The American Museum of Natural History seems an unlikely venue for a music concert (despite having attended a Moby listening party there) but it has regularly stepped as host to One Step Beyond events. When I heard that 2009’s indie darlings Animal Collective would be doing a DJ set there, along with an unannounced “special guest”, I did not know what to expect except that I wanted in.
However, “in” took a while. After passing by the various folks desperate for a ticket, my credit card was not recognized by the computer for retrieving will-call tickets so I was forced into the longer desk queue to retrieve them. Then, after making my way down into the Hayden Planetarium, I found myself in another longer line at the back as I waited to check my coat.
While the first DJ, Activaire, was spinning, I traipsed about the Rose Center, checking out my weight on the Moon or a Red Giant Star. I had completely missed the “Cosmic Pathway” loop from the entrance, with a rather, how should I put it, “aromatic” room that seemed out of place and more suited for a jamband festival. Some people danced under the Planetarium while others congregated at some side tables with drinks.
At 10:45 the special guest(s), NYC-based electroclash producers, Fischerspooner, took the decks. They started their dance heavy set with The Shapeshifters UK smash, “Lola’s Theme” and quickly brought people to the dance floor. I tried to dig my way into the crowd when they played Fatboy Slim’s “Praise You” to see if there were any hipsters ironically dancing in a circle mimicking the music video, but there weren’t. Those dancing were simply enjoying themselves and avoiding spilled drinks on the floor. Warren Fischer and Casey Spooner even became singing DJ’s during their set, sharing a bit of themselves with the audience.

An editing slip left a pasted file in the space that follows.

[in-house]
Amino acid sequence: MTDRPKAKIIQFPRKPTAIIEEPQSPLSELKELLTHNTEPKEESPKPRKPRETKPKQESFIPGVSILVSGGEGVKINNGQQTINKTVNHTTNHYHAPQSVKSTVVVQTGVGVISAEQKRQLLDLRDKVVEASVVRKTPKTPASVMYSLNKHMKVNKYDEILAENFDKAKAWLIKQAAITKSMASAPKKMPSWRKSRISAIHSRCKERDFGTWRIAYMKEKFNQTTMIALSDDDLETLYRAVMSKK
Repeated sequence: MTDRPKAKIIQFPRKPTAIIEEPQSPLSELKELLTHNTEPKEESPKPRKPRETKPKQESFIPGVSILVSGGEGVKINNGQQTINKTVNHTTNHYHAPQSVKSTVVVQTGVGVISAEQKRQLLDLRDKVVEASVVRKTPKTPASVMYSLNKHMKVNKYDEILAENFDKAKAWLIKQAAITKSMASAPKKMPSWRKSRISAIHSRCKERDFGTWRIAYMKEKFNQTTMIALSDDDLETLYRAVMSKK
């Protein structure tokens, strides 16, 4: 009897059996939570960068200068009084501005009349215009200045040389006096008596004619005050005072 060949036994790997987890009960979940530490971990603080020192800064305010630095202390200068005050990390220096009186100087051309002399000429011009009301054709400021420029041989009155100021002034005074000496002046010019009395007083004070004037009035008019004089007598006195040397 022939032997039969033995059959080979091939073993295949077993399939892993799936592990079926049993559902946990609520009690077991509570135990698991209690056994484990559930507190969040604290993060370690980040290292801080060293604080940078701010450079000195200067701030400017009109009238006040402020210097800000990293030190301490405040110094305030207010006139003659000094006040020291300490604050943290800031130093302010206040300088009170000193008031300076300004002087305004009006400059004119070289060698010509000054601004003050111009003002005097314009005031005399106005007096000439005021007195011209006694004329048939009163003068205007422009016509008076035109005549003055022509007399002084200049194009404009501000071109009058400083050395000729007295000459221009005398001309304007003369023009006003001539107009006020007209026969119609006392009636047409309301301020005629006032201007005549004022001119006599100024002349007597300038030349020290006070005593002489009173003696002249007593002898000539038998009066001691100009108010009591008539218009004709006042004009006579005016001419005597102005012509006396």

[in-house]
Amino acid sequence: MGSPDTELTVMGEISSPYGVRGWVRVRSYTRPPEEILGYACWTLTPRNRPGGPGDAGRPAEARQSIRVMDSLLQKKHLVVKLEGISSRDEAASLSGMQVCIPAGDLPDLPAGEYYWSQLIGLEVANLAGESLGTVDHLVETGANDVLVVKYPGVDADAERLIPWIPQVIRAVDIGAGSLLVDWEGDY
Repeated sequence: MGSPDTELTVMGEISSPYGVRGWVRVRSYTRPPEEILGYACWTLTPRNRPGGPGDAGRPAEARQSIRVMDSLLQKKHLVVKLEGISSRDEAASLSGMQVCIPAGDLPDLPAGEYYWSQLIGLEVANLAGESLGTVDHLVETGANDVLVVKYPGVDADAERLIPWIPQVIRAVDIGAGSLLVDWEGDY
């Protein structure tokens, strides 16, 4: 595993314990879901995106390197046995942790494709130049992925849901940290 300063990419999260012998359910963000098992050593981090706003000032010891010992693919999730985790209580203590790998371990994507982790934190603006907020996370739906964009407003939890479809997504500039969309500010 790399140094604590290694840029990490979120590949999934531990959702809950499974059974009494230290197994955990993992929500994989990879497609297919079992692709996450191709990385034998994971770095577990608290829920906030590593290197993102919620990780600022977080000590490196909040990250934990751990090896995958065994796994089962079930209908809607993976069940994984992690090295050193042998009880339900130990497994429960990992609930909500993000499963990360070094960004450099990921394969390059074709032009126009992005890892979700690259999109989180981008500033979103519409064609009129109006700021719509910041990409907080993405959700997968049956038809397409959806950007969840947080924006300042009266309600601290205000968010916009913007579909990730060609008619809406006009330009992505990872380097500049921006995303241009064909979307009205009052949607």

Around 11:45, the evening’s main draw was set to take the stage, but not exactly as hoped for. Animal Collective has at least four members, but only one, Geologist, was there to DJ, mixers and MacBook in hand. There was no Panda Bear, no Deakin, no Avey Tare. In fact there was no “collective” to speak of—which the crowd probably should have seen coming. The musical energy waned a bit from the previous set and for those hoping to hear a lot of the psychedelic indie music from AC’s lone representative were disappointed. While Geologist’s set kept many people dancing, as I could never quite break into the circle in front of the stage, some began the exodus out of the museum.
Whether this night was the blowout success people had hoped for, the One Step Beyond events always galvanize an incredible venue and the price was more than fair ($20 + fees). I assume there will be more in the future, when it is warmer, and I can spend less time dropping off my coat, and more time beneath the planets.
// Moving Pixels
"The symbols that the artifact in Spirits of Xanadu uses are esoteric -- at least for the average Western gamer. It is Chinese culture reflected back at us through the lens of alien understanding.READ the article